Just as I was exiting the port to walk home, something caught my eye.  In a skip (for non-Brits, a skip is “a large transportable open-topped container for building and other refuse”) there was a wooden frame with strips of mirror facing the port.  As I approached it, I saw the picture, with its caption “The hidden photographer”.  I thought it was a really good selfie, taken with a proper camera and not with a smartphone.  Unfortunately, none of my immediate family could understand what it was all about — a disappointment as I had nobody to share my enthusiasm with.  A pity — but if you look hard, you may just see me, the hidden photographer!

Hidden photographer

En route home, two items in particular drew my attention.  One was a series of bags designed to catch flies and other flying insects suspended from tree branches outside a café/restaurant on Dizengoff Street.  The other was a flower with the most brilliant yellow and orange hidden in a garden along the busy Nordau Boulevard.

TrappedYellow Flower

A detour from Nordau caught a scene somewhat reminiscent of the one I mentioned earlier in connection with the driver illegally parked in a disabled parking bay.  Here, the driver had solved the parking problem of the previous night by coming to the conclusion that as it was a one-way street and thus there was no right turn, drivers making a left turn on to Ben-Nun street would simply have to make it a rather wide one.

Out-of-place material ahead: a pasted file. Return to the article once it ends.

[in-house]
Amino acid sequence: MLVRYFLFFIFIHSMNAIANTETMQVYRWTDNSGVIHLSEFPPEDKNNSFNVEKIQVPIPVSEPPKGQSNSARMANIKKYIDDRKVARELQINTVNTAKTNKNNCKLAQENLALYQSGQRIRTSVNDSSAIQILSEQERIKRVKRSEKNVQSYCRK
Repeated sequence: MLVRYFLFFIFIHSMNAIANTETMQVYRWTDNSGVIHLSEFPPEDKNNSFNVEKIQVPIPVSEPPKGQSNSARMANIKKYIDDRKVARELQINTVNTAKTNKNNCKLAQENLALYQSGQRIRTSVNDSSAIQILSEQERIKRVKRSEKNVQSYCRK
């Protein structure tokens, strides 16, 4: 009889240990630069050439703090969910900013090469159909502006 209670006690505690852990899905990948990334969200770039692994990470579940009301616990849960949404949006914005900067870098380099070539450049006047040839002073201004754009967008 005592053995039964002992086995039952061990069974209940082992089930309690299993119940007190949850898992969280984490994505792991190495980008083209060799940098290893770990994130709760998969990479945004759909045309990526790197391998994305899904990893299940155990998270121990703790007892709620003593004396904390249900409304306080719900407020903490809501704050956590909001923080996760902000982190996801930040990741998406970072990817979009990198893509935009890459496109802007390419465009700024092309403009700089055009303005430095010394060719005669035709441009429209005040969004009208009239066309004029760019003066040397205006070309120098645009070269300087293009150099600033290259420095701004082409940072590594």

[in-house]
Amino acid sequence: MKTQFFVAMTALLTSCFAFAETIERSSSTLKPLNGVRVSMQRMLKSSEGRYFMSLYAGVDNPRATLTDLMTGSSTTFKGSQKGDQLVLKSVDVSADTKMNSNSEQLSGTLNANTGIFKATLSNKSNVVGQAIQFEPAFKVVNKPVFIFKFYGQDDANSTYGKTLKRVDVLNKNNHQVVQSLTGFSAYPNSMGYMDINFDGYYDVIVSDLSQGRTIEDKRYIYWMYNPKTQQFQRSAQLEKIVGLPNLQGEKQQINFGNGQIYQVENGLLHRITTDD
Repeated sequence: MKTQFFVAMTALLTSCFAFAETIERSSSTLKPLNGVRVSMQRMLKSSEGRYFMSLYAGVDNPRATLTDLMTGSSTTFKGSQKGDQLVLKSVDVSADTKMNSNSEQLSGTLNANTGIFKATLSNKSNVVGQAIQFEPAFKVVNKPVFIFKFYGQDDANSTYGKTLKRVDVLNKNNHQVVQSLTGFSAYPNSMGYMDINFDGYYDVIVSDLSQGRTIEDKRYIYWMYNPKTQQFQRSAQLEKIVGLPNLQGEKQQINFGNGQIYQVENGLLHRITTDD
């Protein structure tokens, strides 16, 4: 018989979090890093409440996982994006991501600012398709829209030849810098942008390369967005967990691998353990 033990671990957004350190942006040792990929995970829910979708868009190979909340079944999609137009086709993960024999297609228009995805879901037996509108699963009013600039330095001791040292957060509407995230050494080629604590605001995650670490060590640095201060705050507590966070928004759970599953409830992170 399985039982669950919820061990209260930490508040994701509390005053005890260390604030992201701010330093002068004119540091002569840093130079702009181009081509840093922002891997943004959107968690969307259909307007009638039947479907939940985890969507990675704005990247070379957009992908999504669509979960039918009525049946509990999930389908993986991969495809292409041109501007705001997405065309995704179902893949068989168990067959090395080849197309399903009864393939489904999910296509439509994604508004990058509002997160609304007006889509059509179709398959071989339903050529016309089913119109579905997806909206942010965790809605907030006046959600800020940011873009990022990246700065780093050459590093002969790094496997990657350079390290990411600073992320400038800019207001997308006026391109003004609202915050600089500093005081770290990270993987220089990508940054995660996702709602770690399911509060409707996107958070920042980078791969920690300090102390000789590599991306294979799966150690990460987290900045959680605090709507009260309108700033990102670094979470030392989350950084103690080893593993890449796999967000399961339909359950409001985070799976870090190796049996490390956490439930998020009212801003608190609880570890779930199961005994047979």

Wide turn

As I turned into Ibn Gvirol Street, I noticed this woman on a bike stopped at the crossing.  She was texting (or is it SMSing?).  It must have been a long message or else she simply hasn’t realised that you can talk the message into the machine.  I stood at some distance looking at the dog seated in the front basket.  It was really the very embodiment of canine patience.  Nevertheless, after about a minute, it did what dogs do best.  It looked up with those eyes and without uttering a bow or a wow or a woof, said: “Madam, don’t you think it’s time we made a move?”


Finally, as I continued down Ibn Gvirol, I was reminded that Friday June 3 was the date of  Tel Aviv’s annual gay pride parade, and the flags and banners announcing it had gone up a couple of weeks before.  I’m sure the parade went off peacefully and was very colourful.  However, as I’m not very keen on crowds, I gave it a miss!

T-A goes Gay



One thought on “Out and about

  1. Ilana Z. says:

    Good morning, I liked the diversity. The colors (this Wonder full sun like flower) and the most strking are the tricycles. I love them, I do not know if they suit to women?!! I dream of something like that to cross Tel Aviv!!